Macheesmo

Confident home cooking
So good for the holidays.
Breads, Holidays, Stuffing Stuff, Thanksgiving

Celebration Bread

by Nick

I’m usually not one for pretty breads. I like my breads rustic and charred. But during the holidays it can be nice to change that up a bit and make a beautiful loaf of something. This braided bread is laced with walnuts and cranberries and tastes and pairs very nicely with other turkey day fare.

If the braiding thing scares you, you can bake this normally as a boule I guess. I think the braiding and stacking does add a certain wow factor to the final celebration bread loaf though.

Am I right?

There’s a lot of flavor in this bread. It’s kind of sweet and heavy much like a brioche loaf, and it’s studded with cranberries and walnuts which gives it a very Thanksgiving feel to it.

Yield
1 large loaf.
Prep Time
Total Time
Print Recipe

Celebration Bread

Celebration Bread

Ingredients

  • 3 Cups (13.5 ounces) unbleached bread flour
  • 3 Tablespoons sugar
  • 3/4 Teaspoon salt
  • 3 1/2 Teaspoons yeast
  • 1 1/2 Tablespoons lemon or orange extract (I used lemon because I had it.)
  • 2 large eggs, beaten
  • 1/2 Cup buttermilk or milk at room temperature
  • 2 Tablespoons unsalted butter, melted
  • 1 1/2 Cups dried sweetened cranberries
  • 3/4 Cups coarsely chopped walnuts
  • 1/4 to 1/2 Cup water (I used 1/3 cup)
  • 1 egg whisked with 1 Tablespoon water for egg wash

Helpful Equipment

Directions

1) Stir together dry ingredients so they are mixed well. Add wet ingredients and 1/3 cup of water.

2) Turn ball of dough onto a floured surface and start kneading it. The dough should be soft and pliable, but not sticky at all. If it’s too stiff, just need in spoonfuls of water until it softens up a bit. If the dough is too soft, you can knead in some flour.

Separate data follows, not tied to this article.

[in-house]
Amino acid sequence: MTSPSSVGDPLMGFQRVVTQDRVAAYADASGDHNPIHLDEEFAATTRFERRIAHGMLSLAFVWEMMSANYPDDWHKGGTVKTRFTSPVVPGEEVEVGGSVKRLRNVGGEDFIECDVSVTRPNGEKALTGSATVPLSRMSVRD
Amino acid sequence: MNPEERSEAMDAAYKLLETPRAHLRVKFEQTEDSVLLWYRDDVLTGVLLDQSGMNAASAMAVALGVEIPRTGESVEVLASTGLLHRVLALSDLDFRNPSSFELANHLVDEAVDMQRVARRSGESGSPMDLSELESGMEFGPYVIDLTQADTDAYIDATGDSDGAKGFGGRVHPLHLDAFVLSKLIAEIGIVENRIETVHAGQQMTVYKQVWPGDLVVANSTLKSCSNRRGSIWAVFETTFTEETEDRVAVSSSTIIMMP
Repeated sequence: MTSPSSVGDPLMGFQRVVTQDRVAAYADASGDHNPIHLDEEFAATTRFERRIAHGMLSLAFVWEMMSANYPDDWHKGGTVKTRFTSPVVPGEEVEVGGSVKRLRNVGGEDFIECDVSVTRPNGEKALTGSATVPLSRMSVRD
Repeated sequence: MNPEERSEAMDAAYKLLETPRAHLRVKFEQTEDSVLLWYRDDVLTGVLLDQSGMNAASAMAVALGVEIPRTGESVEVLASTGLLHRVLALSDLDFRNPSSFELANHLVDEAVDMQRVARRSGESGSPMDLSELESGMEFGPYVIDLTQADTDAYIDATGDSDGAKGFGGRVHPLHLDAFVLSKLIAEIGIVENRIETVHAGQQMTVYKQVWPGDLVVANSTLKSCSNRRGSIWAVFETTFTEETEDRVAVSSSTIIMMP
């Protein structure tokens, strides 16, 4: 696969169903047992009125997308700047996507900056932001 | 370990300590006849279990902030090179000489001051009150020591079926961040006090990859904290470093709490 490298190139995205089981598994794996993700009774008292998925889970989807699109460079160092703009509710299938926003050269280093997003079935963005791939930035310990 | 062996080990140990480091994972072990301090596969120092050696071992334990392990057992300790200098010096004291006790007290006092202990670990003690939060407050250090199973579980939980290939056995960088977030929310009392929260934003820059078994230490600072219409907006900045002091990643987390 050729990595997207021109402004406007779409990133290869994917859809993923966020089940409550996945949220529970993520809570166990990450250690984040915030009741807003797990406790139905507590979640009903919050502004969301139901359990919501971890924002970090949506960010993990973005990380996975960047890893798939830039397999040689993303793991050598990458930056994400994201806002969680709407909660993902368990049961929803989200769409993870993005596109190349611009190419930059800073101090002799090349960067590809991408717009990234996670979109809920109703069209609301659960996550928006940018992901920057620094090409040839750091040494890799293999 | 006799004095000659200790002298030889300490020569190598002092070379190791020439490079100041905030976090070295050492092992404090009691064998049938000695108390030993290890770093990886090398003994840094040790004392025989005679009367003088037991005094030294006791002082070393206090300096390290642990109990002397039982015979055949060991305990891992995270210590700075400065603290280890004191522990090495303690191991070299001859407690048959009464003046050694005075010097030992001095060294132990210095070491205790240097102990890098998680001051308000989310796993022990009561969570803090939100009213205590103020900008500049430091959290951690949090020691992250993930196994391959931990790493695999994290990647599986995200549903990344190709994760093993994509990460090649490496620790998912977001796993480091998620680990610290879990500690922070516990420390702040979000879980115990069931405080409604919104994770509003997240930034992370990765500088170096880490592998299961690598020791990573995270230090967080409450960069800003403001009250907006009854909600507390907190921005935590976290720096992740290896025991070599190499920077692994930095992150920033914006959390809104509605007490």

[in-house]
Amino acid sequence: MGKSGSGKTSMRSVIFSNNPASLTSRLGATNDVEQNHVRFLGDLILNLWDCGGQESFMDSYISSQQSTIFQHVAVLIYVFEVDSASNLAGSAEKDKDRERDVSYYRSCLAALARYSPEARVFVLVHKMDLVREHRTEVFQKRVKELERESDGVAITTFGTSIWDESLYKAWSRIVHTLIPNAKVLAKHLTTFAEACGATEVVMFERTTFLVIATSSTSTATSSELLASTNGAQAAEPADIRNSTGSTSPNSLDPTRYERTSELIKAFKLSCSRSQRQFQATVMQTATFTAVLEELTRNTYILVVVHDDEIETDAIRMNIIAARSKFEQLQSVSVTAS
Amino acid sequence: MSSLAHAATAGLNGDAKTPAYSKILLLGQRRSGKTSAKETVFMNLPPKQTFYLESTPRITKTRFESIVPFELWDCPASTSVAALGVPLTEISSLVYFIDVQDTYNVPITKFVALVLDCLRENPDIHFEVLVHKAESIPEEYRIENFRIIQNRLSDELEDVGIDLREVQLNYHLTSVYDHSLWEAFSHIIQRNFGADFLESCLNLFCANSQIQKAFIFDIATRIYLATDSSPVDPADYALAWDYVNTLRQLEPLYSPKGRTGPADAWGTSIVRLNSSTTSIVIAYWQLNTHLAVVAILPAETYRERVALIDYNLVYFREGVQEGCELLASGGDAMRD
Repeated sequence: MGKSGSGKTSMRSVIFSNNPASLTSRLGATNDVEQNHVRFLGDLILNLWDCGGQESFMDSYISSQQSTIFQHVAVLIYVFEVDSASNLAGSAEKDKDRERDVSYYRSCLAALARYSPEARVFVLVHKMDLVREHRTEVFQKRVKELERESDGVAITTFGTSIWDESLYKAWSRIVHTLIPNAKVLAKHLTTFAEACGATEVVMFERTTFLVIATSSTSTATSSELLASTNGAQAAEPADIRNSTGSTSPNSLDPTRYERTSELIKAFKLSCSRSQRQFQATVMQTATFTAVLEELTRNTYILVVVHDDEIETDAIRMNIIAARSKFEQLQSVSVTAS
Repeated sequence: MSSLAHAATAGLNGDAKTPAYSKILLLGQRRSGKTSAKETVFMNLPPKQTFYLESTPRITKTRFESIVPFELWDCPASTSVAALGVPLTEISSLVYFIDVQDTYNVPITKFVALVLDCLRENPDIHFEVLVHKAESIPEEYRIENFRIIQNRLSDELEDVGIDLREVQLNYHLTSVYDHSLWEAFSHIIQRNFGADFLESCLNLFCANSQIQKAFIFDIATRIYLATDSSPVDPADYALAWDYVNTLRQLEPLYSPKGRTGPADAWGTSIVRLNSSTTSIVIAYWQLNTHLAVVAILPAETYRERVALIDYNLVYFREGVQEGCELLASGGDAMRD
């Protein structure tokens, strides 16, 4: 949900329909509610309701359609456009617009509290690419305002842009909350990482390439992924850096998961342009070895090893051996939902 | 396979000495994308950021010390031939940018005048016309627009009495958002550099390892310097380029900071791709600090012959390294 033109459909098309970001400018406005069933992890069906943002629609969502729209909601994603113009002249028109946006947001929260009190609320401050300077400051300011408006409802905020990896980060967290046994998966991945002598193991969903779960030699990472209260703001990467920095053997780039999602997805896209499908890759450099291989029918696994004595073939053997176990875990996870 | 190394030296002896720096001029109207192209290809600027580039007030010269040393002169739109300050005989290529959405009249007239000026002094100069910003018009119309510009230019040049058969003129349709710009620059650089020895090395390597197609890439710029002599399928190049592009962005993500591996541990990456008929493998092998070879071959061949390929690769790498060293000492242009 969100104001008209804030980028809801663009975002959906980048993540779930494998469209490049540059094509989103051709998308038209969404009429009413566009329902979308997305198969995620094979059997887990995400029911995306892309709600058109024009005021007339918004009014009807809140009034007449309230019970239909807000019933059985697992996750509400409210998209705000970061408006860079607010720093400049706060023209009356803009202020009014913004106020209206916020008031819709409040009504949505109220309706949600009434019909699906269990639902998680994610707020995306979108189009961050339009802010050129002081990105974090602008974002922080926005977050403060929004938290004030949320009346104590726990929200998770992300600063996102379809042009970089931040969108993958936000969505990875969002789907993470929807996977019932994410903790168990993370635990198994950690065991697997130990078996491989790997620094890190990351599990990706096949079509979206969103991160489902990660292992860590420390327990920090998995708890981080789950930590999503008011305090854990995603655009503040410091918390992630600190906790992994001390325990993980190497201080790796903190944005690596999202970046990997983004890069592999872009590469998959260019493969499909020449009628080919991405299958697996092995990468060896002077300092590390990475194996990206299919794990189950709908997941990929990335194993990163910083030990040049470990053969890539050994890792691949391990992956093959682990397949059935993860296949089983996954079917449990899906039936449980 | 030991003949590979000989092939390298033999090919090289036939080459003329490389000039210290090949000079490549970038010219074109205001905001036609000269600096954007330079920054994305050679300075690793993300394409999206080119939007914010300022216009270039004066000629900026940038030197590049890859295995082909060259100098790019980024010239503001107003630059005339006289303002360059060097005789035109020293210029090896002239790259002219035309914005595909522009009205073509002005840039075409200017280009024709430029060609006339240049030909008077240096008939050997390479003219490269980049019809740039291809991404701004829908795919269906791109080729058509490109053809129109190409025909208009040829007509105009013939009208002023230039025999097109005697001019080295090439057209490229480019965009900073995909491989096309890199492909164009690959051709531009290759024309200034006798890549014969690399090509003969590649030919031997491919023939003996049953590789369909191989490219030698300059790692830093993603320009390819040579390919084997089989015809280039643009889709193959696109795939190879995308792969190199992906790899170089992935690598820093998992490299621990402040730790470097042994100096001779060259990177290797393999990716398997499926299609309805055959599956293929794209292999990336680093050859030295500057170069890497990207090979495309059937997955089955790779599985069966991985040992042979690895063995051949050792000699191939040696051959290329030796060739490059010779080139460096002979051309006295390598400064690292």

3) Knead in cranberries and walnuts.

4) Add dough to a lightly oiled bowl (turn the dough ball around so the entire thing is lightly covered in oil) and let it rise at room temperature for about 2 hours or until it at least doubles in size in a bowl loosely covered with plastic wrap.

5) Divide the dough into six pieces. You need three larger pieces that should be 9-10 ounces in weight and then three smaller pieces that are closer to 4 ounces in weight.

6) Take three large strands and roll them out to be about 12 inches long and even diameter. Set all the strands out on a baking sheet with parchment paper so they are parallel to each other. Then, starting in the middle, take the strand on the far right and put it over the middle strand and under the left strand.

7) Braid the bread. Take the outside strand and wrap it over the center strand. Continue to braid the outside strand over the middle until that side is done. Pinch the three strands together so they don’t come apart in the oven. Turn loaf around and then braid the other end.

8) Make the exact same braid structure with the smaller three dough pieces. Instead of rolling them out to be 12 inches though, they should be 8-10 inches long. Braid them the exact same way though.

9) Set the smaller braided piece on top of the larger one. Brush the entire loaf with your egg wash and then let it rise a second time for about 90 minutes.

10) Preheat oven to 325 degrees. After 90 minute rise, brush the loaf a second time with egg wash.

11) Bake the bread on the same baking sheet with parchment paper for 50-60 minutes, rotating the bread halfway through so it cooks evenly.

12) Let cool for at least an hour before cutting.


Making the Dough

If you bake even occasionally, you might notice that this recipe has a pretty good amount of yeast in it. Actually, it has kind of a lot of yeast in it.

Looks like a lot of yeast, but necessary.

Looks like a lot of yeast, but necessary.

Because of the high yeast content, the dough rises really nicely and has a great yeasty flavor to it. To start the dough stir together your dry ingredients so they are mixed well.

Then you’ll need your wet ingredients. I used lemon extract because I had it, but I think it might be more Thankgiving-ish if you used orange extract.

You could use almond extract also.

You could use orange extract also.

Add your wet ingredients and just enough water for the dough to come together in a ball. For me, this was about 1/3 of a cup. You might need more or less though.